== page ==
MotoGP 2019 – Round Four
Gran Premio Red Bull de España
Circuito de Jerez – Angel Nieto
MotoGP is back in Europe this week after the season-opening fly-away tour of the Arabian Peninsula and a visit to both South and North America. The MotoGP travelling show is now in Europe for the next 11-races as the championship heads this weekend to Spain, for the Gran Premio Red Bull de España at the Circuito de Jerez – Angel Nieto.
Located just outside of Jerez de la Frontera in the Andalusian region of southern Spain, the Circuit de Jerez – Angel Nieto was constructed in 1986 and staged its first Grand Prix the following year. It has become the traditional first European Grand Prix of the season and as such is a very popular and colourful event, with huge crowds in attendance the whole weekend. It is an area that is noted for consistently pleasant weather, but wet weather is always a possibility.
After a dramatic race at COTA that saw Marc Marquez slide out of the lead, that’s definitely true as 25 points slithered away from the seven-time World Champion at a venue where his name is usually penciled in next to the word ‘winner’. The number 93 was unscathed and the damage was in the standings – and maybe a little pride – but that’s something to give some serious consideration as we head back to Europe. Errors can breed less margin for error, and that’s what Marquez has now after losing one of his aces.
“Jerez is always a special race because it is the first in Europe and there’s a lot of support from the Spanish fans. Of course we approach it the same as any weekend, with how tight the championship is we must make the most of every moment on track. The time between America and here has seemed longer than ever, I’m looking forward to getting back out on my bike.”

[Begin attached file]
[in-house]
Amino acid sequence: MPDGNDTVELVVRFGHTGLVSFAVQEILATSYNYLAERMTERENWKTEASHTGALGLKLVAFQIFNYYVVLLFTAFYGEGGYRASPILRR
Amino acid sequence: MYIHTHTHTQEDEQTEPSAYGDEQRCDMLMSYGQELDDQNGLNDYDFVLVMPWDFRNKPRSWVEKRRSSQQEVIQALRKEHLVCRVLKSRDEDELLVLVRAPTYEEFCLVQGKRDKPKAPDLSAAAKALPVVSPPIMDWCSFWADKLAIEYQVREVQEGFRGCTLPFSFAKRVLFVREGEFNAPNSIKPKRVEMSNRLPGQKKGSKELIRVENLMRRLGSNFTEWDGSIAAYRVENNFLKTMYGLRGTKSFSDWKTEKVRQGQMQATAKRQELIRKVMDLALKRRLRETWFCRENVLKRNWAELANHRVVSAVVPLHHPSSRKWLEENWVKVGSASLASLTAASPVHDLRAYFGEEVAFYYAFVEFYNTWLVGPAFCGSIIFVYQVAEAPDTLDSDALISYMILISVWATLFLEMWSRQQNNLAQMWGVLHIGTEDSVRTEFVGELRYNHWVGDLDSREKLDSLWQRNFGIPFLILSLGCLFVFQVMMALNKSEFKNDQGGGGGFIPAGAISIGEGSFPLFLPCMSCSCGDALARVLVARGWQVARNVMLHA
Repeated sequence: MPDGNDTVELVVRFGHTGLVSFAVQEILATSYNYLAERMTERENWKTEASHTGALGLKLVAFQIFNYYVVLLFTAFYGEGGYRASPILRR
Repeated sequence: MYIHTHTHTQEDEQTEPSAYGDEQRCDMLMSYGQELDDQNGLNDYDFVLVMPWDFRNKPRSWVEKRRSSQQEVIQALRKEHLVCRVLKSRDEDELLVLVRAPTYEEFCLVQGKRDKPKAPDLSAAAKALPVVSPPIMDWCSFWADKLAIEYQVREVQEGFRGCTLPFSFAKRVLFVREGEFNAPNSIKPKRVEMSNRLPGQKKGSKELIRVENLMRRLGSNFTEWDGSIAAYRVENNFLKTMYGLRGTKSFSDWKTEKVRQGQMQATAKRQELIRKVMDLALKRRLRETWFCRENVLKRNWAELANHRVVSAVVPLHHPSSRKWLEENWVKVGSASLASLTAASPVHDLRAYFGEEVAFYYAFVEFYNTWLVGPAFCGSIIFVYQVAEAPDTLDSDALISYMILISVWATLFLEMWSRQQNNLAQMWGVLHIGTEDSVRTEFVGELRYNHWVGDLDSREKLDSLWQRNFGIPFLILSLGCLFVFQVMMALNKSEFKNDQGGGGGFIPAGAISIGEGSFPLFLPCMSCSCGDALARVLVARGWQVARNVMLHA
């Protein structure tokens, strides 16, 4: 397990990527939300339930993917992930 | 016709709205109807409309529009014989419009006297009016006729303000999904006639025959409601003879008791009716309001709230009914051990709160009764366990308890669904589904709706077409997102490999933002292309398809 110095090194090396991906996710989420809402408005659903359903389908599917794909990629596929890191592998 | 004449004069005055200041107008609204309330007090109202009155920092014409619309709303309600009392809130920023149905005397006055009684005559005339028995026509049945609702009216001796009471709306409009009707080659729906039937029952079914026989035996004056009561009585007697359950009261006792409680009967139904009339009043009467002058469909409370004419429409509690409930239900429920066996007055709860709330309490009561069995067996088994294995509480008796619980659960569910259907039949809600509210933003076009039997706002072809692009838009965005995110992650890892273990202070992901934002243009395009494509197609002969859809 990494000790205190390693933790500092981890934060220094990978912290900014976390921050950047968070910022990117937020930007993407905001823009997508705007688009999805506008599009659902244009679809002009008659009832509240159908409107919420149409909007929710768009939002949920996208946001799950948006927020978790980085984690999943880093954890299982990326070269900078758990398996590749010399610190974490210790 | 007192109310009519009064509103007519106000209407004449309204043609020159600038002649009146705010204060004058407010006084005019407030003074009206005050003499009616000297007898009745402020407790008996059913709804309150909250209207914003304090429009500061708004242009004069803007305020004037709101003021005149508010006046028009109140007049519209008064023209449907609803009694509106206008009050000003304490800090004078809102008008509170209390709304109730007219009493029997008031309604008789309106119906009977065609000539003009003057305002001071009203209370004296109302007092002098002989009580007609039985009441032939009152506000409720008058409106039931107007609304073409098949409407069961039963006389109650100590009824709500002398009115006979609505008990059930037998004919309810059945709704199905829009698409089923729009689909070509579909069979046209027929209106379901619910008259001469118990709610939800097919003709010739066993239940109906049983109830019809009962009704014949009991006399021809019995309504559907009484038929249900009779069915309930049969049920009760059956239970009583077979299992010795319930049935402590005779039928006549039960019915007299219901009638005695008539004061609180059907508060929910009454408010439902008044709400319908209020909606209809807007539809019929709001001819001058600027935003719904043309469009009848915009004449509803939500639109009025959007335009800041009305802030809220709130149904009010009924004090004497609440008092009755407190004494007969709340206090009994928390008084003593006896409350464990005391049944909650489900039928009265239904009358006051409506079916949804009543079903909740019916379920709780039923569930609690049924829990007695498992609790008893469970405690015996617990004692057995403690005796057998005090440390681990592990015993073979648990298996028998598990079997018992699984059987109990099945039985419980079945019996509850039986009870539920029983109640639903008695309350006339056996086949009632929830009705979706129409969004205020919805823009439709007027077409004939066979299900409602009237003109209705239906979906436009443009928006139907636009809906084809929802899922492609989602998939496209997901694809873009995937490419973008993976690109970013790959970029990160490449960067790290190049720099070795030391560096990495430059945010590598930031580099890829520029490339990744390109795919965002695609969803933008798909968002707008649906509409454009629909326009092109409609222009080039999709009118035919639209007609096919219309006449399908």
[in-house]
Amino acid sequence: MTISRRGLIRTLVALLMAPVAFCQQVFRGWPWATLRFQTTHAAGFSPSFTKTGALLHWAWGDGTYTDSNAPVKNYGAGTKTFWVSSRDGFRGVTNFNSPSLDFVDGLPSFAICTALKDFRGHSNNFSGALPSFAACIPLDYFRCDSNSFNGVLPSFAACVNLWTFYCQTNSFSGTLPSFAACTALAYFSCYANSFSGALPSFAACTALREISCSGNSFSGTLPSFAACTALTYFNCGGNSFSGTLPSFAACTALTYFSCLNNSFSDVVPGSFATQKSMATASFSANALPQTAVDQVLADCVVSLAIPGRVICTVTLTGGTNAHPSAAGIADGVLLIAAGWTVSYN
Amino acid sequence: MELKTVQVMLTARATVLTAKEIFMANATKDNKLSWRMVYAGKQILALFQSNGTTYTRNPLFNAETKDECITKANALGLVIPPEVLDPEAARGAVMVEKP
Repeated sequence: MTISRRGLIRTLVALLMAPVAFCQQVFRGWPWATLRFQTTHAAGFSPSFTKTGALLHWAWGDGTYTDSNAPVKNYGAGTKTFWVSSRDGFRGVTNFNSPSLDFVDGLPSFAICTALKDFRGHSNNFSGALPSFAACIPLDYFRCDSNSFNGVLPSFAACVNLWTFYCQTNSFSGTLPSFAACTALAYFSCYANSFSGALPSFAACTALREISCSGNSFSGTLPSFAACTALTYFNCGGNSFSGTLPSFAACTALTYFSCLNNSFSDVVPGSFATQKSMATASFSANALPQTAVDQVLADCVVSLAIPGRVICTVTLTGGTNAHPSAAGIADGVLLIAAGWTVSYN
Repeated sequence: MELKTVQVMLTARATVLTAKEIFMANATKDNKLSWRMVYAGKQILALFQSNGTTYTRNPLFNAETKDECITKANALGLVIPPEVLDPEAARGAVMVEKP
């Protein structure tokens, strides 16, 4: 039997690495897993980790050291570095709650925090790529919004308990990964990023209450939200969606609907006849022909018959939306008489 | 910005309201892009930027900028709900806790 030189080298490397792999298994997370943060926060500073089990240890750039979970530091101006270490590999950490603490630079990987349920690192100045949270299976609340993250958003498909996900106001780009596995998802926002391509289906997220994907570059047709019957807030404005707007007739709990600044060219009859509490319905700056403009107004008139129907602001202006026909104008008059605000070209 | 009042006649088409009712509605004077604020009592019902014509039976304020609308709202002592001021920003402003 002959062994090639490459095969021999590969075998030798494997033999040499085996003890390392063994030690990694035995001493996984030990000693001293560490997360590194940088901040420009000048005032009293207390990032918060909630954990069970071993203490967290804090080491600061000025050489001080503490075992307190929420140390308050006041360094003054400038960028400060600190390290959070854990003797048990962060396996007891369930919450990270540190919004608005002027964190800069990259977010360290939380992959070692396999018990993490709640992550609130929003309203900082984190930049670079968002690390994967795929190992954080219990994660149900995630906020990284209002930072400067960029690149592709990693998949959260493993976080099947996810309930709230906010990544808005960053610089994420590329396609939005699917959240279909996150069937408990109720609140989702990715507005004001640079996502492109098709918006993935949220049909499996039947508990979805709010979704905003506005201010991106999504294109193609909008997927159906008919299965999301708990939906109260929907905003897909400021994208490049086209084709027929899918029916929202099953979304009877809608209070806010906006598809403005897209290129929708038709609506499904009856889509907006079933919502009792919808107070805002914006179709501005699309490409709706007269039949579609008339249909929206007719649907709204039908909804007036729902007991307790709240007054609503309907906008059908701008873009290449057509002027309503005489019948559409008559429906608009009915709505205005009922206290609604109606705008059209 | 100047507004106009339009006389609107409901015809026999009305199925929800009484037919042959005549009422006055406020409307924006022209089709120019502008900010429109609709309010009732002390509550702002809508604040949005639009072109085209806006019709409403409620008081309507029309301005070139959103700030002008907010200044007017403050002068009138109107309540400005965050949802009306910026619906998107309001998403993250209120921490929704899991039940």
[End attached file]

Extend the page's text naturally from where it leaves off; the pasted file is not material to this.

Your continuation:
The Jerez circuit has undergone massive repair work since last year to fix the issues with the surface following last year’s resurfacing. Substantial parts of the track have again been resurfaced and this will give another aspect in the preparations for the 25-lap race for all concerned.
Michelin has been keeping an eye on the latest work that has been carried out on the 4,423m circuit, but due to the nature of the MotoGP calendar it has had no chance to test the new surface, so the French company will be bringing a larger allocation of tyres to Jerez than is usually made available to the teams. This weekend’s selection will feature four front and four rear Michelin Power Slick tyres, designed to give as much choice for the teams and riders to get the optimum performance from the bikes on the asphalt. The front range will be available in soft, medium and two hard compounds, all in a symmetric design, with the same mixture available for the rear, but this time featuring an asymmetric finish with a harder right-hand-side to cope with the eight right turns which give extra demands to the tyre, compared to just five left corners.
Piero Taramasso – Michelin
“This weekend is another big test for us and has echoes of our return to MotoGP in 2016. Then we were going to many tracks where we had no data and this weekend is similar as the track has had a lot of resurfacing since we tested there last November. Because of this we are permitted by the regulations to take four front and four rear specifications of slick tyre, so we have selected a range we believe will be ideally matched to the circuit’s asphalt from the information we have from last year and have received from the company that has done the work, and from the circuit. We are confident we have the right compounds for the new surface and are looking forward to racing in Europe after a hectic start to the season with the two fly-away tests and three fly-away races.”
So as we head for Jerez – and the 300th MotoGP race since the category was introduced – it’s not Marquez on top, it’s Andrea Dovizioso. The Italian has been on damage limitation in the second and third races of the season over the last couple of years, but in 2019 he emerges nine points clear of Marquez as the ‘European season’ begins and he hits the milestone of 200 premier class starts.
Dovizioso’s record at Jerez isn’t the best and it can be a more difficult track for Ducati, but we’ve said that before and watched the number 04 defy that idea as the Italian machine continues to develop. Is ‘DesmoDovi’ armed for a serious attack on Andalucia? Or will those walking taller after Texas have the upper hand at a venue where Marquez has never been imperious?
Valentino Rossi has a great record at the track – as he does at most – but it includes a more recent triumph as Rossi obliterated the competition in 2016.
Only three points behind Dovizioso now, a win in Jerez for Rossi could catapult him back to the top, and make Boris fizz in his pants.